3. Electric Cars: Electric cars are more environmentally friendly and reduce our dependence on oil (and thus also reduce some dependence on foreign producers of oil).

  4. Children: We need children to get into the pipeline to continue to grow our economy, perform certain jobs, and fulfil certain religious mandates (e.g., “be fruitful and multiply”).

  5. Capital Gains: The more that is invested in businesses, the more likely the economy will grow, people will have good jobs, research will be done, etc.

Conclusion

There is no federal income tax law that is inherently good or bad. One would hope that most of the incentives are passed into law for a constructive and positive reason. In some cases, a tax benefit is generally good for everyone but in other cases provides a benefit to one group resulting in more of a tax burden on others.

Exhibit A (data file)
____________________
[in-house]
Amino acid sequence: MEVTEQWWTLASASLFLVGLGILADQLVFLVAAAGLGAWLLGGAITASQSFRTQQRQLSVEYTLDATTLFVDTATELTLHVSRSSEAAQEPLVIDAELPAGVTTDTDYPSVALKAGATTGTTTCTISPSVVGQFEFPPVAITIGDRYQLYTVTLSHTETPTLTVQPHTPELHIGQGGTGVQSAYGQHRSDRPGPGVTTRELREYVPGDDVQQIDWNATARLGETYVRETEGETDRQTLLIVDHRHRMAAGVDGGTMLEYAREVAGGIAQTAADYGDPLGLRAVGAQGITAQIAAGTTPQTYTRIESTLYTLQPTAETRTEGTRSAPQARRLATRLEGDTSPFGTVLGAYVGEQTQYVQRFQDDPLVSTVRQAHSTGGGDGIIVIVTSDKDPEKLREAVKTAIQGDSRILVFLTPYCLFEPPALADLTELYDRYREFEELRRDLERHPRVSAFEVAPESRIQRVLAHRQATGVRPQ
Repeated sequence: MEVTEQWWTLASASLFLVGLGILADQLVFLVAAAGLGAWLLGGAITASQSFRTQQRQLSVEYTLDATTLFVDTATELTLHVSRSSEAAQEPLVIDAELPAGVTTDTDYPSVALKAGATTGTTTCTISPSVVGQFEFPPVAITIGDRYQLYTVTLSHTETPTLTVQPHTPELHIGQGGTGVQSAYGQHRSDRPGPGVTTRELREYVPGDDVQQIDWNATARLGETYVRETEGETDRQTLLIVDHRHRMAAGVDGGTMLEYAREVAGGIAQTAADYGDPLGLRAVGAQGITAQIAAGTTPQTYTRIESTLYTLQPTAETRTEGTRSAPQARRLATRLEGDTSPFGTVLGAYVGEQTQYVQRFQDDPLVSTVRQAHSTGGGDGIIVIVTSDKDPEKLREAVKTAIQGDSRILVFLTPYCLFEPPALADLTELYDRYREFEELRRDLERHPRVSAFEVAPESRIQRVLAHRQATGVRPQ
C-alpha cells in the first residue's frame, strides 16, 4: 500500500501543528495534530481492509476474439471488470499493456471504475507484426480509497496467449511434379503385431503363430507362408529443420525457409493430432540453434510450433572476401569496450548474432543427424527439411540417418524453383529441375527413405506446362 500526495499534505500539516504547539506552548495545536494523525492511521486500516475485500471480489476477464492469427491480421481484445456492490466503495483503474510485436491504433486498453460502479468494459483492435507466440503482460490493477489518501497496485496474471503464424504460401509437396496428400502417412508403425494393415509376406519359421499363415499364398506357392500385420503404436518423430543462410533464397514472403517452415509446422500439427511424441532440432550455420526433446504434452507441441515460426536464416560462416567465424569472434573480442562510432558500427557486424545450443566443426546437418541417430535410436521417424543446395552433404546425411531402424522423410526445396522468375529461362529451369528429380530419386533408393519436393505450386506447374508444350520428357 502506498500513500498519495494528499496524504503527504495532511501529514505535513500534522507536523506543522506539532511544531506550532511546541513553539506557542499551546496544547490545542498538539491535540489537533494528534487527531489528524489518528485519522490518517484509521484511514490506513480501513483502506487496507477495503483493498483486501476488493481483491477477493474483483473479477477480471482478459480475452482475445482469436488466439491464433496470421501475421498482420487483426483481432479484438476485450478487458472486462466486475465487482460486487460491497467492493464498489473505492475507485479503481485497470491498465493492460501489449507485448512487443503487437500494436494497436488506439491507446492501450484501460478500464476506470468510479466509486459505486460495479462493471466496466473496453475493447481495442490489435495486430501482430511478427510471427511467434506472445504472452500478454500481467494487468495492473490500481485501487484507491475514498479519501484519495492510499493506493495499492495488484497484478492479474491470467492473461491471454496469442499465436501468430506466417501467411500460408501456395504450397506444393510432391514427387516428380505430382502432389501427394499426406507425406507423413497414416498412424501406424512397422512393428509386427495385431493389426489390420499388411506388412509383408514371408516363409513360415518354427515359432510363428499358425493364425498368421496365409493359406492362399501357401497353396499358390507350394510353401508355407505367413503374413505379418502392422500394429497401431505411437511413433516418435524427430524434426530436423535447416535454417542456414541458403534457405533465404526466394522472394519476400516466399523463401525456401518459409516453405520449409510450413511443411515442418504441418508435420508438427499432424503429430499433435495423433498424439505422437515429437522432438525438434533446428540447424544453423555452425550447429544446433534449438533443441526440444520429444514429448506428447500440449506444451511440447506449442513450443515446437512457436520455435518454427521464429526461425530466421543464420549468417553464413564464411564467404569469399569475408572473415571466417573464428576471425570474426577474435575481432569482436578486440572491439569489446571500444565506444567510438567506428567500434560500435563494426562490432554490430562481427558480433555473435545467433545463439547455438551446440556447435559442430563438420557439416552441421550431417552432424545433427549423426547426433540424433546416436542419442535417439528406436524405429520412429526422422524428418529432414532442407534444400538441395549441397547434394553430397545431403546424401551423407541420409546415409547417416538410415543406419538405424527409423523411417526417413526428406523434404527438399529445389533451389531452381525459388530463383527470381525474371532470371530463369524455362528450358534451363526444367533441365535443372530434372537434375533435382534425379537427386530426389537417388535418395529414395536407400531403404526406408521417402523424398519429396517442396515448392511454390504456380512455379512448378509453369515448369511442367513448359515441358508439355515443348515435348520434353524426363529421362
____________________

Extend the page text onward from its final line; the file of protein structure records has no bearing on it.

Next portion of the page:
Of course, many people will want to own homes, donate to charities, buy electric cars, have or adopt children, and invest in appreciating securities whether or not there was some tax/economic incentive to do so. However, all things being equal . . .

For more information on Tax Law, see State and Local Taxation — 2017 Edition. Online Library subscribers can view it for free by clicking here. If you don’t currently subscribe to the Online Library, visit www.iicle.com/subscriptions.